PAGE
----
Dr Sally Box, the Australian Government’s Threatened Species Commissioner, talks about the importance of working with Indigenous groups
to conserve Australia’s threatened species.
The knowledge, skills and dedication of Aboriginal and Torres Strait Islander people are critical to the effective management of Australia’s environment and heritage.
A large number of threatened species in Australia occur almost exclusively on Indigenous-owned and -managed land. Indigenous rangers and Traditional Owners maintain strong connections to their land and their ongoing participation in threatened species recovery is essential. A unique understanding of the landscape and species on their Country as well as the application of traditional management practices benefit the recovery of many species that have their strongholds on these lands.
Over 200 Indigenous rangers and Traditional Owners met to discuss threatened and culturally significant desert species and landscapes at the Species of the Desert Festival in Mulan, Western Australia in June 2019. Image: Jaana Dielenberg / Indigenous desert alliance
In June, I attended the Species of the Desert Festival along with over 200 Indigenous rangers on the Paruku Indigenous Protected Area, where the night parrot was recently discovered. It was a great honour for me to be at this event to learn from the Traditional Owners and Indigenous rangers about the cultural significances of species that occur on their Country, what habitats they occupy and what they do to protect and manage them. Ensuring there are opportunities for Indigenous ecological knowledge to inform recovery planning, and continuing to collaborate with and learn from Traditional Owners will be important to protecting many of Australia’s threatened species into the future.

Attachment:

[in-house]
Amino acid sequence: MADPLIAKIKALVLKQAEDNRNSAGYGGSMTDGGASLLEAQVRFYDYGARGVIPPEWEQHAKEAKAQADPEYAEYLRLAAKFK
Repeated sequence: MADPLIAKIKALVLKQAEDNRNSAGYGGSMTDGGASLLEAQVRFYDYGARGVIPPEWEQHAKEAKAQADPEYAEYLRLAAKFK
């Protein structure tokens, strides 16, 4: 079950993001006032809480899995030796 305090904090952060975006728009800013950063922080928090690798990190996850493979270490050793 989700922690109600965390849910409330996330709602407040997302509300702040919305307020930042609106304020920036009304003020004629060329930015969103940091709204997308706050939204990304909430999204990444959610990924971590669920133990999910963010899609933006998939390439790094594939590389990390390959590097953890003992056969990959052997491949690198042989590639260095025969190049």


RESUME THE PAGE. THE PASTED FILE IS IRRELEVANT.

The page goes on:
Dr Sally Box
The Australian Government’s Threatened Species Commissioner
Top image: Sally Box and Simon Nally at the Species of the Desert Festival. Behind them Indigenous rangers map potential night parrot habitat on their countries.
Farming creates novel habitats. In the Riverina region of southern New South Wales, rice fields are providing a conservation opportunity where food production and threatened species can be managed concurrently.
An interview with Mark Robb, Environmental Compliance and Biodiversity Officer, Coleambally Irrigation Cooperative Limited
More than 60% of Australia’s land mass is managed by farmers, and they are custodians for thousands of natural and agricultural wetlands. Working on private land offers a challenging but rewarding career for a researcher.
New research has quantified the impact of Australia’s pet cat population on wildlife at a national scale for the first time. The study found that collectively pet cats kill 390 million animals per year across Australia.
The native guava is one of the first Australian plants to be pushed to the brink of extinction by a fungal plant disease which has spread rapidly across the globe, according to a new study by scientists from the Australian Government’s National Environmental Science Program.